Sunday, January 24, 2010

Multiple RMI Services on a Single Port

I recently learned of a solution to a problem I've struggled with using java remote method invocation (RMI) to implement client-server applications. I've used RMI for several years, and I think it's a great technology. RMI makes it easy to implement fast and secure remote procedure call between java clients and servers. RMI has two disadvantages compared to REST over HTTP or CORBA as a network computing platform. First, RMI is tied to java, so non-java clients cannot directly access network services via RMI. A second disadvantage of RMI is that RMI exports each of a server's remote objects on a separate TCP network port, so it's difficult to setup firewall rules for an RMI server that dynamically exports distributed objects as different clients request different services.

It turns out that there's an easy workaround to configure RMI to export all of a server's remote objects through a single firewall-friendly network port. I've known for some time that RMI allows server code to specify the port on which to export a remote object. For example, the HelloService below can pass a network port number to its UnicastRemoteObject super class constructor. However, I did not realize that multiple remote objects can specify the same network port to the RMI engine as long as a single RMISocketFactory manages every object on that port (which is the default behavior).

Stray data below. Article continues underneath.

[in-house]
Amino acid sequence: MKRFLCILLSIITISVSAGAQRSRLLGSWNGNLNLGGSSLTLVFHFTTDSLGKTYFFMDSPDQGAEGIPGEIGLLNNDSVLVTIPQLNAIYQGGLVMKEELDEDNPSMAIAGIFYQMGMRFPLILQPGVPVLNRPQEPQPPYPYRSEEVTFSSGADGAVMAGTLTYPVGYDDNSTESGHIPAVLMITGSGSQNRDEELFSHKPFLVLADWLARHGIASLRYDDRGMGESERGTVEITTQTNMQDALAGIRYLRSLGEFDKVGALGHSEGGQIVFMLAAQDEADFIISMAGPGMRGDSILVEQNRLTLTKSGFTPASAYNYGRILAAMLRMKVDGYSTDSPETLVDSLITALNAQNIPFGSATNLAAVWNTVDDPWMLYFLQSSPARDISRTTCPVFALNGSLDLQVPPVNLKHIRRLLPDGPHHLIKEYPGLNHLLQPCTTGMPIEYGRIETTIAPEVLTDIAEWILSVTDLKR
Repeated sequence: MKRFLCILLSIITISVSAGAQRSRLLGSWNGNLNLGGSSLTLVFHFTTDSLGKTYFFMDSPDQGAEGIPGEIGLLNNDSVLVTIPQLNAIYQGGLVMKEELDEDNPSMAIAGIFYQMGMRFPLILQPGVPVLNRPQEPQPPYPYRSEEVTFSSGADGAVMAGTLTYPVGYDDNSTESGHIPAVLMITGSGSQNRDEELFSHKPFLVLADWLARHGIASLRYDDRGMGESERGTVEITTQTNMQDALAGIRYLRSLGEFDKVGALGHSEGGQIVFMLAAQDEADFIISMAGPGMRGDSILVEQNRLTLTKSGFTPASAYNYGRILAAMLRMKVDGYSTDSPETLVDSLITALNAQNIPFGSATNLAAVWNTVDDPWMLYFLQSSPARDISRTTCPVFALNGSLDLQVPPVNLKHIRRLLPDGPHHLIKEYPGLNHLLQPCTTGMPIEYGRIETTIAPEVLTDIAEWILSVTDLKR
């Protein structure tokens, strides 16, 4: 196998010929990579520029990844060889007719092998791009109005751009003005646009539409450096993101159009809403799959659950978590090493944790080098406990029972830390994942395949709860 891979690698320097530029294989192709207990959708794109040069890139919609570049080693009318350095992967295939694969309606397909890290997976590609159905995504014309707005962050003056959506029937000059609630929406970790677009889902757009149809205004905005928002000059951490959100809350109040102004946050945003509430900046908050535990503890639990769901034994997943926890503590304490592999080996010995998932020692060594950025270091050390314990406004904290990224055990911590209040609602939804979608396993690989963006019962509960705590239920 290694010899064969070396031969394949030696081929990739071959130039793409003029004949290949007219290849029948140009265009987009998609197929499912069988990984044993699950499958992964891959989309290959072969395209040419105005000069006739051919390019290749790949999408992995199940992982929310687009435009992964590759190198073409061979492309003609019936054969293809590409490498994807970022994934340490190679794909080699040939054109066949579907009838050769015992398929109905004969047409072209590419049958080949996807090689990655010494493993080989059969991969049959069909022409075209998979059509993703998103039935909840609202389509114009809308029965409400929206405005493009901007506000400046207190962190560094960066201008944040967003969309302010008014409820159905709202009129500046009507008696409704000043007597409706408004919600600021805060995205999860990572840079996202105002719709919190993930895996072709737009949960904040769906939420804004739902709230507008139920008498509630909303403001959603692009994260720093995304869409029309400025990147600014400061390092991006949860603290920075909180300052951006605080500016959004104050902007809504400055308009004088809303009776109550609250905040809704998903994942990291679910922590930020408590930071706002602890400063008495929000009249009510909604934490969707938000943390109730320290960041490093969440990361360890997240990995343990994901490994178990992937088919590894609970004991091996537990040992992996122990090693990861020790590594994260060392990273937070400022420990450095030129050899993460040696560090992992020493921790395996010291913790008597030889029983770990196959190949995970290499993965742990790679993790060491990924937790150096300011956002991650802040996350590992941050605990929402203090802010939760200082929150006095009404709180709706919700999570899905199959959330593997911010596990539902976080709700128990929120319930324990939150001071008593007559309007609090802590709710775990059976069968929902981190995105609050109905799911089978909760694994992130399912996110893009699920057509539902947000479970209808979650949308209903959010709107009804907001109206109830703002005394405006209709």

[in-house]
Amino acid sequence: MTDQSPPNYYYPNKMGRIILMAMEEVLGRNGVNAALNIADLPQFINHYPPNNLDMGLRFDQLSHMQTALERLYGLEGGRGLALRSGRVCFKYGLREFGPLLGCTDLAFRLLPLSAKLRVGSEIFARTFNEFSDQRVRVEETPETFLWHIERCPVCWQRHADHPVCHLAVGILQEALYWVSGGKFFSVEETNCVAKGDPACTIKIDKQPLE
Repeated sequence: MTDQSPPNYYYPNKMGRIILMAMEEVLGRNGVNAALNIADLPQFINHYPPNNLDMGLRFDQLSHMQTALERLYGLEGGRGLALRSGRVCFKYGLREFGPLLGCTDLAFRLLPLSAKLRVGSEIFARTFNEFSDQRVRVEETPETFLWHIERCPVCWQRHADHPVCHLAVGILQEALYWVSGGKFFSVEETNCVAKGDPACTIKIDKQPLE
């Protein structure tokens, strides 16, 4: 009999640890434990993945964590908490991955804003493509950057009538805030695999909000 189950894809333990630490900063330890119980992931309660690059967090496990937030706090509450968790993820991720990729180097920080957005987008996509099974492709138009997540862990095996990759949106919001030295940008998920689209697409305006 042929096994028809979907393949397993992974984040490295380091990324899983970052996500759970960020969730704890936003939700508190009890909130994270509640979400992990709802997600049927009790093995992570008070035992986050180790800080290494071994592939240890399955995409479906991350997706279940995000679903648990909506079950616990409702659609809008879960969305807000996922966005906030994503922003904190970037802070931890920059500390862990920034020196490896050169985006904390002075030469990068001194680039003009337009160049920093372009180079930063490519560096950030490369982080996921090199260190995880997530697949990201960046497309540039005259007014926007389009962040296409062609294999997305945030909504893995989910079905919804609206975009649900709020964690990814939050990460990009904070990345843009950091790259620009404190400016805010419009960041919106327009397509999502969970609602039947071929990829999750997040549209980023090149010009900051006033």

A contrived example below shows a simple scenario where an application dynamically exports multiple remote objects. At boot time, the server initializes a DirectoryService object, and registers the object with an RMI name service. The DirectoryService dynamically creates a HelloService object for each client call to login(). Because DirectoryService and HelloService both specify port 12345 in their constructor, clients access every service object via the same network port.

public class DirectoryService extends UnicastRemoteObject implements Directory {
    public DirectoryService() {
        super( 12345 );

   public login( String name ) throws RemoteObject {
        return new HelloService( name );


public class HelloService extends UnicastRemoteObject implements Hello {
    private  final String name;

    public HelloService ( String name ) {
        super( 12345 ); = name;

    public String sayHell() {
        return “Hello, “ + name + “!”;

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